You can definitely be productive while working (and studying) from home!
What does it take?
You will need to work on building self-discipline, developing focus on your priorities, meticulously planning your day, and making the most of every minute.
Here are several hacks that can help you be more productive from home.
ONE. Jumpstart your morning.
There is one podcast that has completely changed the way I look at mornings. It’s calledand it’s hosted by Hal Elrod, the author of a book called It’s an in-depth guide to structuring your mornings so that you can accomplish more things early in the day. When you realize you can carve out more time to do things that will get you closer to your personal goals, you stop seeing mornings as just that brief time when you shower, have breakfast, put on some clothes and rush out the door. It can literally change your entire day!
TWO. Do your hard work early.
According to scientific research, the brain’s peak performance happens. Early work allows the brain to focus fully on the problem at hand, with fewer distractions, less inputs from our environment, and with a lot of energy that we’ve gained from a restful night. Adjust your mornings so that you can do your deep work first – anything that requires the most concentration (reading, writing, analyzing, critical thinking, problem solving). Stay away from checking emails and social media feeds before noon, leave calls and meetings for the mid to late afternoon, and listen to the news later in the day (while driving and running errands, for example) instead of first thing when you wake up.
THREE. Become a pro at time management.
Instead of working at your desk for hours at a stretch, try a different approach to your work: use a timer to divide up your working hours into manageable increments to allow your brain to focus in a more targeted and effective way. For example, you can work in 30 or 60 minute increments to maximize concentration. For even shorter periods of concentration, try thewhich consists of 25 minute blocks of time, followed by 5 minute breaks. When you’re done with one segment, step away from your desk and do something completely unrelated to work to give your brain a chance to rest: take a 5-minute walk to get some fresh air, stretch your body for a few minutes, grab a cup of coffee or tea.
FOUR. Get social in the early afternoon.
Once you get a lot of your deep work out of the way, use your afternoon to get social with your network. This covers the 12-4 p.m. time range, when you take a lunch break and the few hours after lunch. It’s a good time of day for collaboration, and you can use it to schedule meetings, make phone calls, get involved in online discussions, and work on projects where you can provide feedback to others and get valuable advice regarding your work.
FIVE. Use your evening for the big picture.
Evenings, which are usually in the 5-9 p.m. range, can be scheduled for strategic thinking. This is typically the time of day when the brain slows down, doesn’t go at top speed to adhere to deadlines you set for it, so it has space for more creative thinking. If you’re thinking of setting goals, strategizing where you want to be in 6 months’ time or a year with your personal development or career, this is when you can outline your next steps. It’s a great time for being bold, for dreaming, scheming, and planning. To maximize your strategy planning, write down everything that you’d like to be doing in the near future. Writing things down helps solidify our commitment to ourselves to stay focused and hold ourselves more accountable.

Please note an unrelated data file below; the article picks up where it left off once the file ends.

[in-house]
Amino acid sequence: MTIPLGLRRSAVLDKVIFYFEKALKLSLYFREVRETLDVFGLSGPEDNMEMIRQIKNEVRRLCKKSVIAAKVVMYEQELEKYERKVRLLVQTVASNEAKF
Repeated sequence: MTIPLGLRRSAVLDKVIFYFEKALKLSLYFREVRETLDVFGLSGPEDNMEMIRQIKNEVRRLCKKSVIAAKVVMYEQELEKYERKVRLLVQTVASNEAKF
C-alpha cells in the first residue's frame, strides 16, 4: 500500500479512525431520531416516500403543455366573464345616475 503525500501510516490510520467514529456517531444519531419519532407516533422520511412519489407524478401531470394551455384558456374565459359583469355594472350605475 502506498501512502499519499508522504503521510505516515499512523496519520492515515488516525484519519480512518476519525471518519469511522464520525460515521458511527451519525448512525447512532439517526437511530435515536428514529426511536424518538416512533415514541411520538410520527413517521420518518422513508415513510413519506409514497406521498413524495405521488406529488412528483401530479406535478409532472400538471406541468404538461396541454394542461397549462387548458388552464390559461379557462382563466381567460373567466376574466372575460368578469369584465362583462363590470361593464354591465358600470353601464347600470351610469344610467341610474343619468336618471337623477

SIX. Get your body moving.
Depending on your personal preferences, your fitness levels, and your work schedule, select a time in your day to move your body and get an energy boost. It doesn’t necessarily mean you need to hit the gym at 5 in the morning (unless that is your optimum exercise time, in which case you’re already one step ahead!). Pick an activity you enjoy doing, or choose something entirely new to give yourself an additional challenge early in the day. Your mini-workout can be as short as 15 minutes (aor ) or it can take just a bit more time, about 20-30 minutes (a quick power walk through the neighborhood, a run, a pilates session or a session of squats, lunges, pushups, etc.).
SEVEN. Treat yourself well.
After a day’s worth of working towards you goals, you should give yourself a small reward. What you choose to do will depend on your personal interests, your passions, as well as your personality. If you enjoy spending time with friends, go out for a cup of coffee or ask them over for dinner, watch a movie together, and just have fun. If you’d rather spend some quiet time alone or with your family or your partner, make dinner with some of your favorite ingredients, watch a film or a documentary that interests you, or do something else that makes you feel happy and energized, like playing guitar, painting, writing, or any project that fully engages your mind and your imagination.